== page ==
The community is working on translating this tutorial into Thai, but it seems that no one has started the translation process for this article yet. If you can help us, then please click "More info".
If you are fluent in Thai, then please help us - just point to any untranslated element (highlighted with a yellow left border - remember that images should have their titles translated as well!) inside the article and click the translation button to get started. Or have a look at the current translation status for the Thai language.
If you see a translation that you think looks wrong, then please consult the original article to make sure and then use the vote button to let us know about it.
Please help us by translating the following metadata for the article/chapter, if they are not already translated.
If you are not satisfied with the translation of a specific metadata item, you may vote it down - when it reaches a certain negative threshold, it will be removed. Please only submit an altered translation of a metadata item if you have good reasons to do so!
The DatePicker control
Dealing with dates in general can be cumbersome. There are many ways of writing a date, depending on where in the world your user(s) are, so allowing them to enter a date freely in a TextBox is almost never a good idea. Fortunately for us, WPF comes with several controls for dealing with dates.
We already looked at one of these controls, the Calendar control, which is great if selecting the date is the primary task of your dialog. However, often you will need to collect a date along with a lot of other information, in a form with multiple input controls like TextBox's, ComboBox's and so on. For a situation like that, you need a date-input control which can blend in with the rest and fit into the layout of a form - in other words, you need the DatePicker control!
The DatePicker control will be displayed pretty much like a regular TextBox, but with a small button which will bring up a Calendar-view when clicked, allowing your user to select the date. Here's an example of how it could look:
You can then write the date manually or click the small button to select the date from a calendar control:
Adding a DatePicker control
The DatePicker control works straight out of the box - just add it anywhere in your Window and you're good to go:
Here's the full code listing used to create the example dialog above:
Title="DatePickerSample" Height="300" Width="300">
DisplayDate and SelectedDate
By default, the DatePicker control will not have a date selected - that is left to the user. However, if you need to prefill the control with a date, just use the SelectedDate property, like this:
The DatePicker will now have a pre-selected date, which the user can choose to override by selecting/entering another date. The SelectedDate can also be set from Code-behind, and perhaps more importantly, it can also be read from Code-behind, or you can bind it's value to your Model or another control.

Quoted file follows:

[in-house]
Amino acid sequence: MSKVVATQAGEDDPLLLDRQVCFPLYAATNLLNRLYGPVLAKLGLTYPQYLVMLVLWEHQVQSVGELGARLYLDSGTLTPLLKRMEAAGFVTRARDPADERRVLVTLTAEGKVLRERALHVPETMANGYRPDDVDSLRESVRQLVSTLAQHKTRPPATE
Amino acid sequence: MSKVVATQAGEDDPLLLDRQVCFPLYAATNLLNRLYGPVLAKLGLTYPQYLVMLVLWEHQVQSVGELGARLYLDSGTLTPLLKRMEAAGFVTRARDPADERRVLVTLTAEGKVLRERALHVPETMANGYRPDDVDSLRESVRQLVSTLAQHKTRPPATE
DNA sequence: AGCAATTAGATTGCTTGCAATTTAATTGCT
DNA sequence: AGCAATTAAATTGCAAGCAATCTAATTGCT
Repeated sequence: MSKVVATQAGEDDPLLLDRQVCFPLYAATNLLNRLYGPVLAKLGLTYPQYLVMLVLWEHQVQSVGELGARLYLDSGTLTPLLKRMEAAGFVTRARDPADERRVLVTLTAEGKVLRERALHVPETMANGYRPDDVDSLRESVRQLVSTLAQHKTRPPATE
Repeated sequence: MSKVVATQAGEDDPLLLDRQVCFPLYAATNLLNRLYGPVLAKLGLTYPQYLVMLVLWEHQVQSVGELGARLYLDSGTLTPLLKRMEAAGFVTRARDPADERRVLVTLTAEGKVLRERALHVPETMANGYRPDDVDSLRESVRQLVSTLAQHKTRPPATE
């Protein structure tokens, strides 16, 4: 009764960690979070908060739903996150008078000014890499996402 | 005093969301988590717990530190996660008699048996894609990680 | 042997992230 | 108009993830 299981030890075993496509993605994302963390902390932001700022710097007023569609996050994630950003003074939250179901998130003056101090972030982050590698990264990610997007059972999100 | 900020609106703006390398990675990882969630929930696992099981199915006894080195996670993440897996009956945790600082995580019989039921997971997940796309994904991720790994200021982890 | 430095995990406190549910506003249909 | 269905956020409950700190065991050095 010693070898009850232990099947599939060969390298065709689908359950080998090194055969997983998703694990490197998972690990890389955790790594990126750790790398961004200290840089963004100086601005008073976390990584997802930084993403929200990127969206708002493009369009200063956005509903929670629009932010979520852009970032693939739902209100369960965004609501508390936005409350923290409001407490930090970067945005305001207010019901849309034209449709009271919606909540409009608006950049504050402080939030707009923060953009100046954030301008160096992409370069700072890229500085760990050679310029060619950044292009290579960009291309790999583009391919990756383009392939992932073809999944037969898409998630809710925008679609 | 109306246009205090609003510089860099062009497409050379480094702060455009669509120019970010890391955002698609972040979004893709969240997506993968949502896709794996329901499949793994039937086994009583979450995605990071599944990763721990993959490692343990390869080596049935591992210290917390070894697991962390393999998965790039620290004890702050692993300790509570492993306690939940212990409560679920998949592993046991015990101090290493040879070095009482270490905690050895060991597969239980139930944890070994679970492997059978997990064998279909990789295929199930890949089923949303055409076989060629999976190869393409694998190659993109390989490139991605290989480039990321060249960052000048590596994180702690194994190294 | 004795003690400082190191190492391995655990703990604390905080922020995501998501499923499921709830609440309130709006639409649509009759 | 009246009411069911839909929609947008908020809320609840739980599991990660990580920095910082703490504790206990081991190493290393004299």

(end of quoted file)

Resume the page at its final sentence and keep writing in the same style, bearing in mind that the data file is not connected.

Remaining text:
Sometimes you might need to start the calendar at a specific date, without actually selecting one for the user. For that, we have the DisplayDate property. The default value is the current date, but you can easily change that:
<DatePicker Name="dp1" DisplayDate="2019-01-01" />
Notice how, when we use the DisplayDate property, the calendar starts at the specified date (and highlights it), but no date is actually selected (as indicated by the "Select a date" text).
Another interesting property is the SelectedDateFormat. The default value is Short, but if you change it to Long, it will be formatted in a slightly more verbose way:
<DatePicker SelectedDate="2000-12-31" SelectedDateFormat="Long"></DatePicker>
Whether the Short or the Long format is used, the actual format of the date is decided by the culture of your application. If you don't specifically define a culture for your application, the system settings are used. You will notice from the screenshots of this article that on this computer, the date format is DMY (date-month-year), but this can easily be changed by setting a specific culture. We'll discuss that elsewhere in this tutorial.
Depending on what you use the DatePicker control for, you may want to black out certain dates. This will prevent the selection of these dates, which will be visually indicated, and could be relevant e.g. in a booking application, where you want to prevent already reserved dates from being selected. The DatePicker control supports this right out of the box through the use of the BlackoutDates collection, which you can of course use from both XAML and Code-behind. Here's how to do it with XAML:
<CalendarDateRange Start="2019-04-01" End="2019-04-07" />
<CalendarDateRange Start="2019-04-22" End="2019-04-28" />
The result will look like this:
Doing it from Code-behind is just as easy and it has two added benefits: First of all, you can create the date range dynamically, e.g. based on the current date. You can also use the AddDatesInPast() method to automatically exclude all dates in the past. Here's an example:
dp1.BlackoutDates.Add(new CalendarDateRange(DateTime.Now, DateTime.Now.AddDays(7)));
With that in place, all past dates, as well as the next week, will be unavailable for selection.
The DatePicker control allows the user to specify a valid date, either by writing it in the text box or by selecting it from the built-in calendar widget. If the date is entered manually, it will be validated immediately and only allowed to remain in the text box if it's valid. This will make it much easier for you to create forms which includes dates.